New Again: Truman Capote

Truman Capote


In New Again, we highlight a piece from Interview’s past that resonates with the present. 

In Game of Thrones, Emilia Clarke plays Daenerys Targaryen—a silver-haired, displaced queen, clad in leather and dust and followed by a rag-tag army of shirtless men and bedraggled women. Before Thrones returns at the end of the month, Clarke will make her Broadway debut in a new revival of Breakfast at Tiffany’s. Clarke stars as Holly Golightly; clearly a call girl in Truman Capote’s original 1958 novella, and not so clearly a call girl in the 1961 Audrey Hepburn film.

Truman Capote—or Truman Streckfus Persons—was a great friend of Andy Warhol and Interview until his death in 1984. As yet another adaptation of his most famous story brings him back into the public consciousness, we decided to revisit the below Q&A with Capote from April of 1976. In it, Capote discusses Answered Prayers—a novel he would never finish—what makes a good writer, and if he considers himself a “dangerous friend.”

Capote: Answered Questions
Redacted by Chris Hemphill

Fresh from his movie debut in Neil Simon’s upcoming Murder by Death, Truman Capote sped in and out of the city, which won’t shut up about its first glimpse of his new novel, Answered Prayers. Dapper in black on black, Truman brought his one-man, three-act traveling talk show to NYU where a mixed audience of students and socialites heard him: 1) tell an extended favorite anecdote, 2) read an extended favorite short story, 3) answer questions. The first, naturally, was about Answered Prayers.

INTERVIEW: Why did you write it? Were you depressed at the time? I’m referring to something you wrote about all these wonderful people you knew.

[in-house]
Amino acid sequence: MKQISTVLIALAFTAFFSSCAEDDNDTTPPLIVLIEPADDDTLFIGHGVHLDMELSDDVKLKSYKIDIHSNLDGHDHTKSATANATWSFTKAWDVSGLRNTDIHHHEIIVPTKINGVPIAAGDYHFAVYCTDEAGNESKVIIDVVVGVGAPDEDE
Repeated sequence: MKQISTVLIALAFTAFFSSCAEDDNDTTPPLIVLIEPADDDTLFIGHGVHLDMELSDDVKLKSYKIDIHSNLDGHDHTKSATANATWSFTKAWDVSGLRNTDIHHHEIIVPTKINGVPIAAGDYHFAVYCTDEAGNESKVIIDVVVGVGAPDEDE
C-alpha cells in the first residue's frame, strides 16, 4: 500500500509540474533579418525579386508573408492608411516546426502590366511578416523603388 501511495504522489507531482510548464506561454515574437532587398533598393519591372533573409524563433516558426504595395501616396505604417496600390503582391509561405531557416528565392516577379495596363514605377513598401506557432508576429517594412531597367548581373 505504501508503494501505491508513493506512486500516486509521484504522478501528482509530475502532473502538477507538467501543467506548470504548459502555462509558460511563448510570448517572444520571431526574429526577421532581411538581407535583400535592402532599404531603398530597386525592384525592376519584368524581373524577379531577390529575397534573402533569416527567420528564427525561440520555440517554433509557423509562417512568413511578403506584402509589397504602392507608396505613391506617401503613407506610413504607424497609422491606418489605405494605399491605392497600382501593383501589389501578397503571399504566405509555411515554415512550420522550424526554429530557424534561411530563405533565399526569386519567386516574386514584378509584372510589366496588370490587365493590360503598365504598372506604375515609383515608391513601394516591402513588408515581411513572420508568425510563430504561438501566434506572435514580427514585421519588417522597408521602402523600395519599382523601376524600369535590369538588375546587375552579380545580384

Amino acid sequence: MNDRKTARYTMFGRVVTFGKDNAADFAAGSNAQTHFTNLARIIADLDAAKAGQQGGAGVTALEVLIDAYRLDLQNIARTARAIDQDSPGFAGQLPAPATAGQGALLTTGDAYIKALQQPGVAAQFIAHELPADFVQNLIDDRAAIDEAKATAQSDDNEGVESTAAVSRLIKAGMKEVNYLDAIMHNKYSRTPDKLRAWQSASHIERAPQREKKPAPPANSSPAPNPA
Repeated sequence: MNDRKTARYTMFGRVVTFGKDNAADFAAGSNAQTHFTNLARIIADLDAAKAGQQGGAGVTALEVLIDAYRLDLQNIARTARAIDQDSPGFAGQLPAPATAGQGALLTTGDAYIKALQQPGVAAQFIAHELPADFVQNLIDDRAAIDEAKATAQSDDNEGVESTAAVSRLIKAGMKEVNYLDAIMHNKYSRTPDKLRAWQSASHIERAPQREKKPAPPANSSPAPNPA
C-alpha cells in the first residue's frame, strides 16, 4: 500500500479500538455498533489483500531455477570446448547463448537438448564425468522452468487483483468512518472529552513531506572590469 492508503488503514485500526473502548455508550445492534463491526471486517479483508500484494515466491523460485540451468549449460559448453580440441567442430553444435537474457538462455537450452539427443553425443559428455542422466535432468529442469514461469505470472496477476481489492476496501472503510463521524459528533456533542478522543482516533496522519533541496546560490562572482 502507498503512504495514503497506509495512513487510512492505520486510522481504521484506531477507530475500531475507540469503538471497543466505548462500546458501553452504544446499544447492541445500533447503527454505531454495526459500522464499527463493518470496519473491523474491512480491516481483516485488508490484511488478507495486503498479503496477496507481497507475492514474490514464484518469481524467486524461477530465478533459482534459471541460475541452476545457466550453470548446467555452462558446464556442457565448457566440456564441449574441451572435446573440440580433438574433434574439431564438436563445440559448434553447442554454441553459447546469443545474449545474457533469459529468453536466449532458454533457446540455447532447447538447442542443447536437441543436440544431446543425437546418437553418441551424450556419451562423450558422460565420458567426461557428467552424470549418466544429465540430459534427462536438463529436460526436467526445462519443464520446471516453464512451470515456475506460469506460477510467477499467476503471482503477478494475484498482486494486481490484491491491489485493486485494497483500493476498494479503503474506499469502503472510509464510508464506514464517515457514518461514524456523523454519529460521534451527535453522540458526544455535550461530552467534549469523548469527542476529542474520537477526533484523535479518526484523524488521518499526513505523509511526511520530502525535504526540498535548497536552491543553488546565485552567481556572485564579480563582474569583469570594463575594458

TRUMAN CAPOTE: Are you talking about the chapter of my novel that was published recently? Was I depressed when I wrote it? Not at all! And was I depressed afterwards? No, not at all! It’s part of a novel—a very long and complicated novel. Why, did it depress you? I thought it was hi-larious! Well, did it?

INTERVIEW: I think so. I felt badly. I thought it was such a wonderful relationship you had with all these people.

CAPOTE: But who says who these people are? I don’t. You’re just assuming something.

INTERVIEW: How do they feel about it?

CAPOTE: I think they loved it. I only know one person who didn’t like it—well, two, actually. Another question?

INTERVIEW: What were your feelings like making a movie in Hollywood after all your comments on actors?

CAPOTE: By “all my comments on actors” she means that I once said that I thought most actors are stupid and still do. Elsa Lanchester was in this movie and she’s a very amusing, charming lady and we had terribly long working days from about seven in the morning ’til seven or eight at night. And so she sidled up to me one day at the end of the shooting and she said, “You know, Truman, you’re quite wrong. It isn’t that actors are stupid. It’s acting that’s stupid!” And I think she certainly had a point there. As for the rest of your question, did I enjoy making the movie? Well, it was hard work. It started October 6th and went on for about four months, five or six days a week. When I’m writing, I never write more than four hours a day, so I wasn’t used to these 12- and 14-hour days. They really knocked me out. Those people earn their money, believe me—every nickel of it!

INTERVIEW: When is your big book going to be released?

CAPOTE: It’s coming out serially in Esquire magazine. The next chapter’s coming out in the May issue. It’s almost book-length itself—almost 50,000 words long. It’s taking up the whole issue.